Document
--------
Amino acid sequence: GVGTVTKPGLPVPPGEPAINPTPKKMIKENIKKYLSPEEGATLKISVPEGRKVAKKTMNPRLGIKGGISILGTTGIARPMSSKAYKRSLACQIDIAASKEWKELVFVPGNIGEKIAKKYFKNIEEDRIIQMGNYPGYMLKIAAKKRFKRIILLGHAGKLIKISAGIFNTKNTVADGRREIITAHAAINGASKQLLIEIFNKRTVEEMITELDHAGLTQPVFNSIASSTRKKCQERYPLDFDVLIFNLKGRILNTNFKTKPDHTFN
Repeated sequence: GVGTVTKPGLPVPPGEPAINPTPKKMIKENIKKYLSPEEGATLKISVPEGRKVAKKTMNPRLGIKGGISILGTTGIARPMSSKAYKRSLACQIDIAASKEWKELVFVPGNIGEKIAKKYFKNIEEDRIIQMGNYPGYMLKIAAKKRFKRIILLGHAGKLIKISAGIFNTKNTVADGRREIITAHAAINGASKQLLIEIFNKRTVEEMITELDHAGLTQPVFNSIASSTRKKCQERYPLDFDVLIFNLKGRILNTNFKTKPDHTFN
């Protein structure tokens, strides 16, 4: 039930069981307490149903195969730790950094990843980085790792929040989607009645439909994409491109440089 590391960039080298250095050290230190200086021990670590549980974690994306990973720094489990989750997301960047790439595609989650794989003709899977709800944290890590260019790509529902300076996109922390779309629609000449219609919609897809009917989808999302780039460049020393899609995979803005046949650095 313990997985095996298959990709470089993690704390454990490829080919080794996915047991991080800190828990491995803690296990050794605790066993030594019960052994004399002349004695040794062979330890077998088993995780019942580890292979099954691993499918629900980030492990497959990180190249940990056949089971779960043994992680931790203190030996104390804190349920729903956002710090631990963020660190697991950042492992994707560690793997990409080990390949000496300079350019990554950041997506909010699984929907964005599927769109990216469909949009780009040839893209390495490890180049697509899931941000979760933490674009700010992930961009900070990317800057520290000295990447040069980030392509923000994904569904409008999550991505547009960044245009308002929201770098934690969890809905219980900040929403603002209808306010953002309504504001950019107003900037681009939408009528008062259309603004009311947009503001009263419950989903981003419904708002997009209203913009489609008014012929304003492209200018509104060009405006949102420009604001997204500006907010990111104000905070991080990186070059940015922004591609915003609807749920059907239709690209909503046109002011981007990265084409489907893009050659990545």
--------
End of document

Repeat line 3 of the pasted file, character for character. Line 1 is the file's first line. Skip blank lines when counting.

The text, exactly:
């Protein structure tokens, strides 16, 4: 039930069981307490149903195969730790950094990843980085790792929040989607009645439909994409491109440089 590391960039080298250095050290230190200086021990670590549980974690994306990973720094489990989750997301960047790439595609989650794989003709899977709800944290890590260019790509529902300076996109922390779309629609000449219609919609897809009917989808999302780039460049020393899609995979803005046949650095 313990997985095996298959990709470089993690704390454990490829080919080794996915047991991080800190828990491995803690296990050794605790066993030594019960052994004399002349004695040794062979330890077998088993995780019942580890292979099954691993499918629900980030492990497959990180190249940990056949089971779960043994992680931790203190030996104390804190349920729903956002710090631990963020660190697991950042492992994707560690793997990409080990390949000496300079350019990554950041997506909010699984929907964005599927769109990216469909949009780009040839893209390495490890180049697509899931941000979760933490674009700010992930961009900070990317800057520290000295990447040069980030392509923000994904569904409008999550991505547009960044245009308002929201770098934690969890809905219980900040929403603002209808306010953002309504504001950019107003900037681009939408009528008062259309603004009311947009503001009263419950989903981003419904708002997009209203913009489609008014012929304003492209200018509104060009405006949102420009604001997204500006907010990111104000905070991080990186070059940015922004591609915003609807749920059907239709690209909503046109002011981007990265084409489907893009050659990545």